With our progress northwards blocked by the closure of Santa Fe National Forest, on Sunday afternoon we got a lift past the closed section of trail to Ghost Ranch. Our driver was UB, a local Navajo guy born and brought up in Cuba, New Mexico. Ghost Ranch is a Presbyterian retreat centre famous for its links with the artist Georgia O’Keeffe, but UB filled us in on its other claims to fame – dozens of movies have been filmed here, from City Slickers to No Country for Old Men to Cowboys & Aliens, all using its landscape of scrubby desert and towering red and white cliffs as a backdrop.
But unfortunately we arrived in the middle of a storm, with strong winds throwing rain in our faces as we reluctantly left the shelter of the retreat centre – so the camera remained safely tucked away in my waterproof pack liner. When we go back to complete the “missing link” of our hike, I will take photos of the beautiful scenery near the ranch!
As we plodded up a narrow twisting canyon and up onto a mesa, the sky got darker and darker, and thunder rumbled from some hills to the south. Undeterred, we continued on and got 5 miles under our belts before making camp amongst pine trees.
The next couple of days were clear and sunny, but due to the elevation – up to 11,000 feet – it was a good deal cooler than what we had got used to in the desert. The hiking was relatively easy, on forest roads and small paths through forest and meadows. Water sources improved and became more frequent: instead of stretches of 15 to 20 miles between water sources, requiring us to carry 3 to 4 litres at a time, we could now find water at intervals of no more than 10 miles, so we could carry less water and travel with lighter packs. Much easier on the feet! It was also a welcome change to be hiking through lush green meadows with wild flowers in bloom, and to see lots of elk .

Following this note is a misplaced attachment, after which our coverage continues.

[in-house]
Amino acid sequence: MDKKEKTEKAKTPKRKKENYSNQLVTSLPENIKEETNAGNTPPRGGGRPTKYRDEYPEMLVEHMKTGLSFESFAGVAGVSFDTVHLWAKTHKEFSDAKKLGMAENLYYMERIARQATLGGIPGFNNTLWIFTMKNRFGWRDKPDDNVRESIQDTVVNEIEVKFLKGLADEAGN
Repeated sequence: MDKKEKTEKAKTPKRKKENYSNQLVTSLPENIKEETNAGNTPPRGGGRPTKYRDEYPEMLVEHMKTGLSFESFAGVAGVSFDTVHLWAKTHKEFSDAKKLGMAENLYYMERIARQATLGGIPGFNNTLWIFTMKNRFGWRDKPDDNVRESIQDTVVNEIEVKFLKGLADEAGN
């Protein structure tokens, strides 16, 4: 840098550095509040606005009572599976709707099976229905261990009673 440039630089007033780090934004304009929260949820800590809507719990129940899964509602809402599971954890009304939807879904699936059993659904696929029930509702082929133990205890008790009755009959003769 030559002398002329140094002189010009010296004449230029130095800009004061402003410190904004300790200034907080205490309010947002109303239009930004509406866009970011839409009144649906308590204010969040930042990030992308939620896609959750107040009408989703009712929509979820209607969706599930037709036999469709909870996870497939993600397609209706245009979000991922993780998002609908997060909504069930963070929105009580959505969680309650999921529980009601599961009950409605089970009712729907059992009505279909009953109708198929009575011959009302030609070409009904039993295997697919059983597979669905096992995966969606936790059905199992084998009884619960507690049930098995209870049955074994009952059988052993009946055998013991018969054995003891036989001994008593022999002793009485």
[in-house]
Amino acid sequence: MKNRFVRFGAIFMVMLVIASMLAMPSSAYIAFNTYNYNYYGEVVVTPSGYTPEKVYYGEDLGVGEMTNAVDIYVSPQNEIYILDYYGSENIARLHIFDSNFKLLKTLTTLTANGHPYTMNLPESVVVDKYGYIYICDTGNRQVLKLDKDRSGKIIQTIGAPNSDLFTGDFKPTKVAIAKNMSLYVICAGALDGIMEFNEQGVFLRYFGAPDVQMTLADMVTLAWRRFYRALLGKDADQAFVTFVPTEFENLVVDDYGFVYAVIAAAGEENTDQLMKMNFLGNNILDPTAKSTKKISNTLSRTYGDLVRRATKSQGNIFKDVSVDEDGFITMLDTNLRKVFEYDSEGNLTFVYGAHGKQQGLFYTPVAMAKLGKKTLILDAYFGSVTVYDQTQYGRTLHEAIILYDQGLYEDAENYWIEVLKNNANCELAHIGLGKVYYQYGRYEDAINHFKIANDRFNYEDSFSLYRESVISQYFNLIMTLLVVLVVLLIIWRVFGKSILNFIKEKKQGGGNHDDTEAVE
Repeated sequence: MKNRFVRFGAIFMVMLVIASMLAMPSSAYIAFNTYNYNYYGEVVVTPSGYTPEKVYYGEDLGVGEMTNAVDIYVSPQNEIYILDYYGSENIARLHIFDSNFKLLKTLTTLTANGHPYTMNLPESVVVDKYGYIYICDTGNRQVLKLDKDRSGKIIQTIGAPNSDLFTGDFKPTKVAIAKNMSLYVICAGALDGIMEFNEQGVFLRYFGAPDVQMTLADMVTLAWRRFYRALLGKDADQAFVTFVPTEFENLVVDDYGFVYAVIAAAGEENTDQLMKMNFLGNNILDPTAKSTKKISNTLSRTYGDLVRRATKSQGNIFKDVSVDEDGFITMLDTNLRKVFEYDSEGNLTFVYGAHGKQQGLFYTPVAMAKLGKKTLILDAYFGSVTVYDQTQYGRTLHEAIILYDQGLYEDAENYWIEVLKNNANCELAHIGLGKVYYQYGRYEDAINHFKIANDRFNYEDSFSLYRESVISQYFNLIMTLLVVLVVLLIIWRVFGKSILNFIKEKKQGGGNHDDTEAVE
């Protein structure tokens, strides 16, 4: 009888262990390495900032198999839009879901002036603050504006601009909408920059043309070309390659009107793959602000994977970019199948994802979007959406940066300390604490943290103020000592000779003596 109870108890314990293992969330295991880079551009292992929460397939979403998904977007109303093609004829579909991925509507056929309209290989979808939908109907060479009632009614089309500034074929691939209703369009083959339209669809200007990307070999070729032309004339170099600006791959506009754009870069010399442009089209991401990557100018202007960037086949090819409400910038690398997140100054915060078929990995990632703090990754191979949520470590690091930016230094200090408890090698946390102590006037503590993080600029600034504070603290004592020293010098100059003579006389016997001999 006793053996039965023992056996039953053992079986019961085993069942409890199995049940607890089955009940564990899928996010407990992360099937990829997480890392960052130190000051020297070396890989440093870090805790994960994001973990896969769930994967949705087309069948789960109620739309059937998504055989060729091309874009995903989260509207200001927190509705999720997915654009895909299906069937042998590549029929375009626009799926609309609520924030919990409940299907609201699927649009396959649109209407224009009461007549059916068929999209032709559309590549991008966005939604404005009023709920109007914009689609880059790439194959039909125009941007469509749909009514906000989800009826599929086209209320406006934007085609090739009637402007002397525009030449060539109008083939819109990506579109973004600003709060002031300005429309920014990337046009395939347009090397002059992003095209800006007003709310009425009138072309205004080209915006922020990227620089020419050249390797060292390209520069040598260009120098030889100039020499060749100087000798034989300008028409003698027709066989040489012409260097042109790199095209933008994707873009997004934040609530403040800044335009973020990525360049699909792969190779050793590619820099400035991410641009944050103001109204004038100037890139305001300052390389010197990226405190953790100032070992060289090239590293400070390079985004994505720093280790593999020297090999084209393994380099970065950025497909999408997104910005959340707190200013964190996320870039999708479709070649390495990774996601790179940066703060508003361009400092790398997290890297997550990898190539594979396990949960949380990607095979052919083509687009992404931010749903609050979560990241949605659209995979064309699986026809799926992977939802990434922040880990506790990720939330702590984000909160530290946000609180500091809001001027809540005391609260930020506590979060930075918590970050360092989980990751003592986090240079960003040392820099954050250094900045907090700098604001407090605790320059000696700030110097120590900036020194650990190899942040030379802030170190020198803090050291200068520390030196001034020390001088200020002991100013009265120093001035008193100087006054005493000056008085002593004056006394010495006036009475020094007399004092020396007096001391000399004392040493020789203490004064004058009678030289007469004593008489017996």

Then on Wednesday morning we had a sighting of an animal we hoped we would see, but didn’t think we would see until we were much further north – a large black bear ambling across the trail about 30 metres in front of us. The thing to do with bears is to make lots of noise as you hike through bear country, as they will usually give humans a wide berth if they know you’re there. But neither of us can sing, and we don’t normally talk much while we’re hiking, so I really wasn’t sure how we were going to make lots of noise without annoying the hell out of each other!
Right on cue, enter just the person we needed – a hiker with the trail name Discovery. Loud in every possible way, he introduced himself as an all-American guy, born on the 4th of July, and as you can see from the photo he wears his identity with pride! He kept us entertained for miles with his conversation, and I’m pretty sure that any bears within a mile radius of us would have legged it out of the way long before they saw us!
Having pushed our pace for 3 days, clocking 23 or 24 miles a day, by Thursday morning we had just 16 miles to go to get to Cumbres Pass, where we hitched a lift down into Chama,12 miles away, to resupply and collect our box of snow equipment from the post office. So now we have our ice axes and our waterproof outer layers, and Neil has his crampons and I have my microspikes. Our packs feel very heavy, but we should be ready for anything the San Juan Mountains can throw at us!